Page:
Obama Administration Ok’s First U.S. Offshore Wind Development
Offshore wind is an important part of America’s clean energy future
The Obama administration today announced it will approve the nation's first offshore wind farm, off the Massachusetts coast. The proposed 130-turbine Cape Wind project could meet up to 75 percent of the energy needs of the Cape Cod region.
“The approval of Cape Wind is a great victory for area residents," said Curtis Fisher, Regional Executive Director of National Wildlife Federation’s Northeastern Regional Center. "Offshore wind power will mean more jobs, increased energy independence and reduced carbon pollution."
According to NWF, wind energy development of the Atlantic Coast and in waters elsewhere holds great potential. The Department of Energy has estimated that America's oceans and Great Lakes are capable of providing 900,000 megawatts (MW) of electricity - an amount nearly equivalent to the nation’s current total installed capacity.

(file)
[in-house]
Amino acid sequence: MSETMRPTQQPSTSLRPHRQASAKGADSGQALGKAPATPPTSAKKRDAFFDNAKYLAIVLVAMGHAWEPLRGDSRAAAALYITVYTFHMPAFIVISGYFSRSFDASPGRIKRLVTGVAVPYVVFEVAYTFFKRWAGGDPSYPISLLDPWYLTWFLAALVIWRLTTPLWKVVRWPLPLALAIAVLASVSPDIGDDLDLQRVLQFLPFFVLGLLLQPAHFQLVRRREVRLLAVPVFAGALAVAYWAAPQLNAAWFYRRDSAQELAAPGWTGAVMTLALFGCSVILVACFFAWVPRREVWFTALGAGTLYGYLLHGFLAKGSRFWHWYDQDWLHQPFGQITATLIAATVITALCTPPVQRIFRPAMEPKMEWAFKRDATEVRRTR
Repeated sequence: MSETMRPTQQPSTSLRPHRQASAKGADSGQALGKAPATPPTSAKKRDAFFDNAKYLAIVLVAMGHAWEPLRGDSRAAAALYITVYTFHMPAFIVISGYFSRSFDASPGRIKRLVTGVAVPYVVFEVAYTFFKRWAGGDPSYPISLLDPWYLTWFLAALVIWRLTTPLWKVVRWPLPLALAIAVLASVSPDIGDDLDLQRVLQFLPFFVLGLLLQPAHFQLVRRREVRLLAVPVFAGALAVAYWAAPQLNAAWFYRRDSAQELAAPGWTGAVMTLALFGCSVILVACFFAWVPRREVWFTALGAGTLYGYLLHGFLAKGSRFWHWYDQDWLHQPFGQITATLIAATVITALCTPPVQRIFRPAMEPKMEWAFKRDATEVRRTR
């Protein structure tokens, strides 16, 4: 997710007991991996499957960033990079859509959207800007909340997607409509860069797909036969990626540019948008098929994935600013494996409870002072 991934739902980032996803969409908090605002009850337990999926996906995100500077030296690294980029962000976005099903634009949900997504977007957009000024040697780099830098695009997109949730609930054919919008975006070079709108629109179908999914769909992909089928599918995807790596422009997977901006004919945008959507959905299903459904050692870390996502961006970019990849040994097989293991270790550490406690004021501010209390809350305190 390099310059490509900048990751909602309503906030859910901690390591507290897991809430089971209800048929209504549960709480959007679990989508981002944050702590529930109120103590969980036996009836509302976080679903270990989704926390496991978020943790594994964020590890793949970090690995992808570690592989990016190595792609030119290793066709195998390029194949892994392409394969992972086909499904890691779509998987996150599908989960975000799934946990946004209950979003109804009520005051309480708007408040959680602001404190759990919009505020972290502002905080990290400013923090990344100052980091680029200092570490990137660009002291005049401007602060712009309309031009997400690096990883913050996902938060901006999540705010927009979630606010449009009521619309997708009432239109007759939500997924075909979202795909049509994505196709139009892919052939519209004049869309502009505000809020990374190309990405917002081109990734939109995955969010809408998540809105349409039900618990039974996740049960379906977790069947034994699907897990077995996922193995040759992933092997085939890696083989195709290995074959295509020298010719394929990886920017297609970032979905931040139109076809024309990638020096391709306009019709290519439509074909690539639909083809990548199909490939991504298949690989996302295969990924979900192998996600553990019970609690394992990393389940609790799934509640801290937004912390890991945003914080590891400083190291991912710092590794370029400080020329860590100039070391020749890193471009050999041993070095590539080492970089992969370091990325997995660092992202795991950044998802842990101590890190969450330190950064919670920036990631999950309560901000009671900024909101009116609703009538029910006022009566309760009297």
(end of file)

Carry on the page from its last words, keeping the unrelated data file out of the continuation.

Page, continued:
Wind energy protects the enviroment. Wind energy produces energy for decades with almost no pollution, reducing a range of harmful pollutants such as mercury, smog-forming pollution and greenhouse gases. In addtition, the Cape Wind project has been carefully scrubbed to ensure that wildlife impacts are minimized. In general, offshore wind will have far fewer life-cycle impacts on wildlife and habitat than many other forms of energy production.
"Cape Wind's CEO, Jim Gordon, Massachusetts Governor, Deval Patrick and his key staffers, Ian Bowles and Greg Watson, Mass Audubon, Clean Power Now, Conservation Law Foundation, labor and other groups should be commended for their fortitude and focus to make this day possible," said Fisher. "We all owe them big thanks.”
Renewable Energy and Wildlife
The National Wildlife Federation urges steering America's energy sources toward the best choices and working to minimize the impact of any energy source on wildlife.